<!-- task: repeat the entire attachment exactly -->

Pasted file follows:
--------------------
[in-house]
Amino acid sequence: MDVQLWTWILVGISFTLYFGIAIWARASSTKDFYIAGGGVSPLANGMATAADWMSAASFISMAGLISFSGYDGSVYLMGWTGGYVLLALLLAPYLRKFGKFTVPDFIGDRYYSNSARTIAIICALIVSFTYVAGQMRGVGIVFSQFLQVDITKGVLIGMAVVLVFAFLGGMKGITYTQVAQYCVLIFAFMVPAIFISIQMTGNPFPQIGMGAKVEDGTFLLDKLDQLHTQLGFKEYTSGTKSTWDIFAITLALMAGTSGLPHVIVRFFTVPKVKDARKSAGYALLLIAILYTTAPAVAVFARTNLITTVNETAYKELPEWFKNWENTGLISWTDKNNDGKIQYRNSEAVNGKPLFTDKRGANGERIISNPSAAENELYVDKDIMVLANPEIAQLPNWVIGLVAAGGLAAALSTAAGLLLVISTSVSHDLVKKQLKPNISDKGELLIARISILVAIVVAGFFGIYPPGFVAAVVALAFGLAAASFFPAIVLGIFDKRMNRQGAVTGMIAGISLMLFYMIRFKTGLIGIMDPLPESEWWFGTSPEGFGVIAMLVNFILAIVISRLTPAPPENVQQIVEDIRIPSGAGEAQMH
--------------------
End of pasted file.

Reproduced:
[in-house]
Amino acid sequence: MDVQLWTWILVGISFTLYFGIAIWARASSTKDFYIAGGGVSPLANGMATAADWMSAASFISMAGLISFSGYDGSVYLMGWTGGYVLLALLLAPYLRKFGKFTVPDFIGDRYYSNSARTIAIICALIVSFTYVAGQMRGVGIVFSQFLQVDITKGVLIGMAVVLVFAFLGGMKGITYTQVAQYCVLIFAFMVPAIFISIQMTGNPFPQIGMGAKVEDGTFLLDKLDQLHTQLGFKEYTSGTKSTWDIFAITLALMAGTSGLPHVIVRFFTVPKVKDARKSAGYALLLIAILYTTAPAVAVFARTNLITTVNETAYKELPEWFKNWENTGLISWTDKNNDGKIQYRNSEAVNGKPLFTDKRGANGERIISNPSAAENELYVDKDIMVLANPEIAQLPNWVIGLVAAGGLAAALSTAAGLLLVISTSVSHDLVKKQLKPNISDKGELLIARISILVAIVVAGFFGIYPPGFVAAVVALAFGLAAASFFPAIVLGIFDKRMNRQGAVTGMIAGISLMLFYMIRFKTGLIGIMDPLPESEWWFGTSPEGFGVIAMLVNFILAIVISRLTPAPPENVQQIVEDIRIPSGAGEAQMH